In scene 3, Judas rehearses to Jesus his vision of seeing himself being stoned by the twelve disciples and then seeing a house surrounded by ‘great people’. In the ensuing conversation, Jesus reveals to Judas that he (Judas) ‘will become the thirteenth’, that he ‘will be cursed by the other generations’, that he ‘will come to rule over them’, and that in ‘the last days they will curse (his) ascent to the holy [generation]’ [44-47]. Judas will be the thirteenth because ‘someone else will replace’ [36] him (after he has betrayed Jesus) to bring the number of the circle of disciples back to twelve. It is important to note that as the thirteenth, Judas stands outside and separate from the twelve for it is him alone who will enter the house, a ‘place reserved for the holy’ [45].

In a separate conversation which springs from Judas’ query about what will the baptized do [55], Jesus is reported to have said to Judas: ‘But you will exceed all of them. For you will sacrifice the man that clothes me’ [56]. The antecedent to this is rather fragmentary and incoherent and thus, we are not certain of who the ‘them’ are. But from the two statements quoted, we know that Jesus is positively prophesying for Judas to betray him. ‘Look, you have been told everything. Lift up your eyes and look at the cloud and the light within it and the stars surrounding it. The star that leads the way is your star’ [57]. Judas is then reported to have lifted up his eyes, sees the ‘luminous cloud’ and enters it. The translators have footnoted that this is probably a description of ‘the transfiguration of Judas’ - ‘vindicated by being glorified in the luminous cloud’.

The Gospel closes with Judas receiving some money from the high priests and handing Jesus over to them [58]. As the Gospel will have us to believe, this is not to be seen negatively as a betrayal stemming from avarice, but as an accomplishment of a necessary task which stems from a heart of knowing loyalty.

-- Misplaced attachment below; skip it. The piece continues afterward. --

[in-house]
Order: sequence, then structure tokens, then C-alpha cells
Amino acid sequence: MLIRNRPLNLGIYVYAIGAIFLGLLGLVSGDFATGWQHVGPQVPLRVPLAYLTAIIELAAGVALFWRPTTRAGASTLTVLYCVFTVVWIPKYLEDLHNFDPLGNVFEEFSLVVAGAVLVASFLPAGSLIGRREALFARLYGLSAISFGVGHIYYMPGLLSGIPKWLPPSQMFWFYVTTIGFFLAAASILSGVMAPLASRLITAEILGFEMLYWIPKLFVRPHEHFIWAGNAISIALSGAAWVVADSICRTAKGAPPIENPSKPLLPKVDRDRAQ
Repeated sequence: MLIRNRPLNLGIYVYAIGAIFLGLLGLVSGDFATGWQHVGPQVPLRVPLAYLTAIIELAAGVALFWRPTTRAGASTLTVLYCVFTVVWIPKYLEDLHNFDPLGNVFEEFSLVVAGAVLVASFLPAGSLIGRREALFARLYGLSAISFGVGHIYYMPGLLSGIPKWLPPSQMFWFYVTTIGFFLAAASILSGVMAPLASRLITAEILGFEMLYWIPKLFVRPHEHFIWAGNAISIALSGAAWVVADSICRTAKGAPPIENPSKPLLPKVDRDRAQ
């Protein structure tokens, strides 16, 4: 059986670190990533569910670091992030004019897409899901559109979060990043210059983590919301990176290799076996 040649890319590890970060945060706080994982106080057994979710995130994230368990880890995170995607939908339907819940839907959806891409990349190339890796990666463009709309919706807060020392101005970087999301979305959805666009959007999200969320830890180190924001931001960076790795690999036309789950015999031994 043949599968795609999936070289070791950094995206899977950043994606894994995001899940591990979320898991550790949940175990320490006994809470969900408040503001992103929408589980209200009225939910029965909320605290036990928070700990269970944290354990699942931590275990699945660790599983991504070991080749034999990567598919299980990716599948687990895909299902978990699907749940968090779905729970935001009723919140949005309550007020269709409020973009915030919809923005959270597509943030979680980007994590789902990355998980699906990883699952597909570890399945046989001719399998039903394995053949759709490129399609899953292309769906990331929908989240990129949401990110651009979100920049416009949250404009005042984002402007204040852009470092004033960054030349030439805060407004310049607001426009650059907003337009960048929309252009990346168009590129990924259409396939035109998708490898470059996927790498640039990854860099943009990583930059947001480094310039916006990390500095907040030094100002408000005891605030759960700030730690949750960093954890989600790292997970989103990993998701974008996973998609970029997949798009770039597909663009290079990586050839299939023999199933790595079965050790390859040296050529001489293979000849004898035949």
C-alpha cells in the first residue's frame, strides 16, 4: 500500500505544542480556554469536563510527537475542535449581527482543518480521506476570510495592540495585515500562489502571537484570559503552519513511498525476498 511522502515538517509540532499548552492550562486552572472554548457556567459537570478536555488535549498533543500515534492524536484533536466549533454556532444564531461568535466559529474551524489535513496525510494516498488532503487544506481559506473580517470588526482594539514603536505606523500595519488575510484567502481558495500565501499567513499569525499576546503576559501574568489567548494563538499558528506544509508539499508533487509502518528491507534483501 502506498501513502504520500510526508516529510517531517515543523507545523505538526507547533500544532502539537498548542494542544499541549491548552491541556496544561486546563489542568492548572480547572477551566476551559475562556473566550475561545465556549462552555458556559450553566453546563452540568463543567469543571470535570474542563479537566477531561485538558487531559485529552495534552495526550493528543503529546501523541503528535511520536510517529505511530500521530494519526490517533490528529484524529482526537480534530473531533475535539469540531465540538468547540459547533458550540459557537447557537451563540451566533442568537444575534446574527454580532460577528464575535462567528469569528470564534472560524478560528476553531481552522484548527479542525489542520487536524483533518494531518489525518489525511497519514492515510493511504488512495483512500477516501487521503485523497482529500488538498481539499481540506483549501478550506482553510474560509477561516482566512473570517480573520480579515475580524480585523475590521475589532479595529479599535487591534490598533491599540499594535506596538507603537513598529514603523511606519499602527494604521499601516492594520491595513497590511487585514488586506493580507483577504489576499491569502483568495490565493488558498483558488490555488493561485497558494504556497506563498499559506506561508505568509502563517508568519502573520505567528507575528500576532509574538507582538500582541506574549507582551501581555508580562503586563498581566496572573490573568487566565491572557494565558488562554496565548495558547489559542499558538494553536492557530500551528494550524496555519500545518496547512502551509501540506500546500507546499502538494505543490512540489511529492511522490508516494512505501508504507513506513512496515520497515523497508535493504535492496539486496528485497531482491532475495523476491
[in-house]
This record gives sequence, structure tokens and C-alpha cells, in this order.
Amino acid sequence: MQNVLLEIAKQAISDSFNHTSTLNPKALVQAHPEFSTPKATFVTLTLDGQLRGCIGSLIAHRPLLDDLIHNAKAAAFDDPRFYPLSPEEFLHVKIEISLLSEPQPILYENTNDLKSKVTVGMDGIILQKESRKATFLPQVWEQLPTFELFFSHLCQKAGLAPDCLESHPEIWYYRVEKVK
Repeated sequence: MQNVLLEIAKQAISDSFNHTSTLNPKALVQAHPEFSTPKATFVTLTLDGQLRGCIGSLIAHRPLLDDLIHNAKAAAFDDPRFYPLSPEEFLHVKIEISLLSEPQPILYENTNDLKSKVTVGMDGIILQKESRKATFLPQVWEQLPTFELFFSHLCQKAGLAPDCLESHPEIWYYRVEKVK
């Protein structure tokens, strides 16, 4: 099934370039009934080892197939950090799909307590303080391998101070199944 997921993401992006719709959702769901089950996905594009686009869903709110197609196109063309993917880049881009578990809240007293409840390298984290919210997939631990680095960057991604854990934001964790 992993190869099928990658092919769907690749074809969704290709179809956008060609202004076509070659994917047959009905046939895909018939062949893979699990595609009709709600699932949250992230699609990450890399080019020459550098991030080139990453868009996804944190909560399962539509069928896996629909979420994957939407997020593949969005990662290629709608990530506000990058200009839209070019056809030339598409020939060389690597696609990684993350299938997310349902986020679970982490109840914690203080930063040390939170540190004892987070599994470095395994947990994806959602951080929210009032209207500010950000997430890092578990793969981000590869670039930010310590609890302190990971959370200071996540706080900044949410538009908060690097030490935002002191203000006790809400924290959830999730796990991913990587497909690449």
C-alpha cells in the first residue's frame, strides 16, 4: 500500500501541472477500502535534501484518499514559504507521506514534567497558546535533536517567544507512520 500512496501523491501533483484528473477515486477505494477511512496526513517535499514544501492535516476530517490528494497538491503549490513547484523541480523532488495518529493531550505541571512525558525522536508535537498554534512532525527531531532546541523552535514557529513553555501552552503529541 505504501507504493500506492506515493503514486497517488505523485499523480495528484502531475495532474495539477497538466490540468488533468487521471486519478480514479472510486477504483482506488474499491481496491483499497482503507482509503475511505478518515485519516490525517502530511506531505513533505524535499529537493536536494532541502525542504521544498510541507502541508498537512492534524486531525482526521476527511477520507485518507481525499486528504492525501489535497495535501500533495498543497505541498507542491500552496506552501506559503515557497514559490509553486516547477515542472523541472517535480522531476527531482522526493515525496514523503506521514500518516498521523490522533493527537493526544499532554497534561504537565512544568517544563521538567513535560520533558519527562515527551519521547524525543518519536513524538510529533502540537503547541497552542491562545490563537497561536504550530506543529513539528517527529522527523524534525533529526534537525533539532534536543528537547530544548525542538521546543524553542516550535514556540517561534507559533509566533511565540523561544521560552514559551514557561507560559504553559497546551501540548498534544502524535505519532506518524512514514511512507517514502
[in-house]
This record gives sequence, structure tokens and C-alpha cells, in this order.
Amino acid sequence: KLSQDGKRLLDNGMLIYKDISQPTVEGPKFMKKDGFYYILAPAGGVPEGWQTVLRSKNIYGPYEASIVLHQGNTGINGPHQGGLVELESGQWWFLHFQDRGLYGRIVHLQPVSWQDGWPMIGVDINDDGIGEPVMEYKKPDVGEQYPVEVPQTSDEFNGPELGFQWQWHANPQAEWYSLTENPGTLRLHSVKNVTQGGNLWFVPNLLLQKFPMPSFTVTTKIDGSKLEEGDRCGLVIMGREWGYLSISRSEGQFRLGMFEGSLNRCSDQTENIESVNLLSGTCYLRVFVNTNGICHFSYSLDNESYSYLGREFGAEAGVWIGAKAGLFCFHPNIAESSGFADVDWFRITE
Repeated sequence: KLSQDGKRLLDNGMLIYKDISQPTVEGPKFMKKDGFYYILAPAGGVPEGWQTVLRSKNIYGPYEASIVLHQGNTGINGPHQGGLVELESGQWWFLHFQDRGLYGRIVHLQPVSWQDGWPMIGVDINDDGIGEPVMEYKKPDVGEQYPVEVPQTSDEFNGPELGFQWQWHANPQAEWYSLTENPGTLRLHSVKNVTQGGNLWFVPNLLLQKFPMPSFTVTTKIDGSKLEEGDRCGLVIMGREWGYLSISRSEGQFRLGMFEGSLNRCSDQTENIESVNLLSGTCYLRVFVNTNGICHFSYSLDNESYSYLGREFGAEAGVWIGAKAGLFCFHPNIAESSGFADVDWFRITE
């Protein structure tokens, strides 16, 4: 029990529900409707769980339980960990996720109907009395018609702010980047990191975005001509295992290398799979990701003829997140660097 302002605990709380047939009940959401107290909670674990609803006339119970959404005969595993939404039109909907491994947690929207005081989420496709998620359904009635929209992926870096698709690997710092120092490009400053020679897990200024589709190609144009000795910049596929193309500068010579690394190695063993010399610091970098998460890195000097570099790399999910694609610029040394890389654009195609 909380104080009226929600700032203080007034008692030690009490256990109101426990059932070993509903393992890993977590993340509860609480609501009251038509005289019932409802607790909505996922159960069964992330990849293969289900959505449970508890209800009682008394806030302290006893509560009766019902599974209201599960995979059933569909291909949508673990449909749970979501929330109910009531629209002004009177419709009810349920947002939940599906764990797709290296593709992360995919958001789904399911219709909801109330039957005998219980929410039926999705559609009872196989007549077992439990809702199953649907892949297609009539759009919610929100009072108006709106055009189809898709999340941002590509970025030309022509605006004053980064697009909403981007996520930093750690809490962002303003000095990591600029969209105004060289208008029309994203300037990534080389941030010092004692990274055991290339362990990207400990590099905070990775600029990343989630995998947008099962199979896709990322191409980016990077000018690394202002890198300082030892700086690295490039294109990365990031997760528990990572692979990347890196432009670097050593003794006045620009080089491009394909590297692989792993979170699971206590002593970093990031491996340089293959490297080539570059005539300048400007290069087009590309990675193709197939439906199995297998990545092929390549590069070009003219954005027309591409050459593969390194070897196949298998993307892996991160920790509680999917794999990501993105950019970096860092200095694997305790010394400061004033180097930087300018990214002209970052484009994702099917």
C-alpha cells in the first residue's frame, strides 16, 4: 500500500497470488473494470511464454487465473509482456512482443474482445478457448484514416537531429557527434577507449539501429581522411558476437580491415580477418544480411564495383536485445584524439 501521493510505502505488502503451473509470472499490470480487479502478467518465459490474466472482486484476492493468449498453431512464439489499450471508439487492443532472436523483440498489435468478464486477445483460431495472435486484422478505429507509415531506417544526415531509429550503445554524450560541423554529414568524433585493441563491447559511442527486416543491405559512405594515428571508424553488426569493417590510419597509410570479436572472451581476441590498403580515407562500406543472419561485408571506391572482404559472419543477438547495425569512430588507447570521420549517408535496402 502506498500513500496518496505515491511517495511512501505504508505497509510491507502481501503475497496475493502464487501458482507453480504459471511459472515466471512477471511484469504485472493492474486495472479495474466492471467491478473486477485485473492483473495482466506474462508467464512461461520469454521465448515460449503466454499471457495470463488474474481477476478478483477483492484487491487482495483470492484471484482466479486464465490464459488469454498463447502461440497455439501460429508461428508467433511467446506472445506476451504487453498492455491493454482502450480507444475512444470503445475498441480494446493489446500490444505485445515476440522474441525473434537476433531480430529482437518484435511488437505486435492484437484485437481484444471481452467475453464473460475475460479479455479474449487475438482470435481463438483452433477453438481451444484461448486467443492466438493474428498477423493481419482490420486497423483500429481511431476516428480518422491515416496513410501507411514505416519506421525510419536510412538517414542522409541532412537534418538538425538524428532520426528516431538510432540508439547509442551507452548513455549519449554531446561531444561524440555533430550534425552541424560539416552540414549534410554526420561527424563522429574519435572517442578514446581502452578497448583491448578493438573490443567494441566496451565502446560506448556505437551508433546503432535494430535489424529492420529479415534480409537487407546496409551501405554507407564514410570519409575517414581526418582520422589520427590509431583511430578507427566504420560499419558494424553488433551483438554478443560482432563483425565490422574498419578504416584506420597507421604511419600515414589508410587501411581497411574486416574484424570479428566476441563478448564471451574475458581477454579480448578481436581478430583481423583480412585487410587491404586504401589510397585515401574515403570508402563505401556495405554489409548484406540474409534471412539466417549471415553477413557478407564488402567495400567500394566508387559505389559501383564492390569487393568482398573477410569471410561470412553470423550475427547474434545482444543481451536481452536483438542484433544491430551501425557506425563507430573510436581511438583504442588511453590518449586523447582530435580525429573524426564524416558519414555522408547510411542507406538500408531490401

In the Biblical Gospels
The Gospels in the Bible have a less flattering picture of Judas Iscariot. He is ‘a devil’, ‘a thief’, (John 6:70; 12:6) and a betrayer (Mt. 10:4; etc.). He sells his Master for thirty pieces of silver (Mt. 26:14-15; 27:3). The infamy of his kiss on Jesus’ cheek (Mt. 26:48-49) has given rise to the English idiom, ‘Judas kiss’, signifying ‘an act of betrayal’ and even his name, ‘Judas’ has come to mean ‘a betrayer’. However, the Gospel of Matthew does mitigate his action. There, it is said that he ‘was seized with remorse’ and tried to return the thirty silver coins, but was refused. He then threw the coins into the temple and ‘went away and hanged himself’ (Mt. 27:3-5).

Two very different portrayals - which should we believe? The Gospel of Judas is a gnostic document and if Irenaeus was right about the Gnostics who wrote the Gospel of Judas as being Cainites, then it is not difficult for us to understand why Judas should be more sympathetically portrayed; and, thus, we can reject such a portrayal. However, neutrally speaking, there is a more burning question: Since it is the will of God that Christ should die on the cross, is there not any redemption at all in Judas’ act of betrayal?